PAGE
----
The novel follows Cassandra, a young woman from New England, as she searches for her place in the world. Oppressed by family and society, she attempts to break free from the expectations of domesticity and her role as a woman. "Cassandra, that man is a devil," a friend warns in one scene. "I like devils," she responds.
Recent scholars have tried to reclaim The Morgesons as an important step in women's literature. At the time of publication, it was unnoticed or dismissed. It did, however, elicit from Henry James what Alfred Habegger called "the most ferocious, in fact vicious, review Henry James is known to have written":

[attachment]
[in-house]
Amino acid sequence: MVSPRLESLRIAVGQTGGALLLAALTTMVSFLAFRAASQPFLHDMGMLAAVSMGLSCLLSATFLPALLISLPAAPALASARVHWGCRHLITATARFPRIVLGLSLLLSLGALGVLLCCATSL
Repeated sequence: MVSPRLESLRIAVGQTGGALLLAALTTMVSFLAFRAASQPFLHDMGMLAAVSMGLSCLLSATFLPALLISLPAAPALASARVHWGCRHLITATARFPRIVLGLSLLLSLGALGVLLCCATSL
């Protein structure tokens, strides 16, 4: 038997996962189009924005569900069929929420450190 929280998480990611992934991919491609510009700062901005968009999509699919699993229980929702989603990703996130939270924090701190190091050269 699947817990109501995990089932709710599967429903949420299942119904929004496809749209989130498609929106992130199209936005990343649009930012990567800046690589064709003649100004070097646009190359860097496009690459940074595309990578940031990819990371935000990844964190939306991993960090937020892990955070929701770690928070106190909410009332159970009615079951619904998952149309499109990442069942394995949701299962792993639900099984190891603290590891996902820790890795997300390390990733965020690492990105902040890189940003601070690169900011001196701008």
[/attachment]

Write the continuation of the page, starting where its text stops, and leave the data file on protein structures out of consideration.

[The Morgesons] possessed not even the slightest mechanical coherency. It was a long tedious record of incoherent dialogue between persons irresponsible in their sayings and doings even to the verge of insanity. Of narrative, of exposition, of statement, there was not a page in the book... [The reader] arose with his head full of impressions as lively as they were disagreeable.
*Information from this post was gleaned in part from Henry James and the 'Woman Business' (2004) by Alfred Habegger.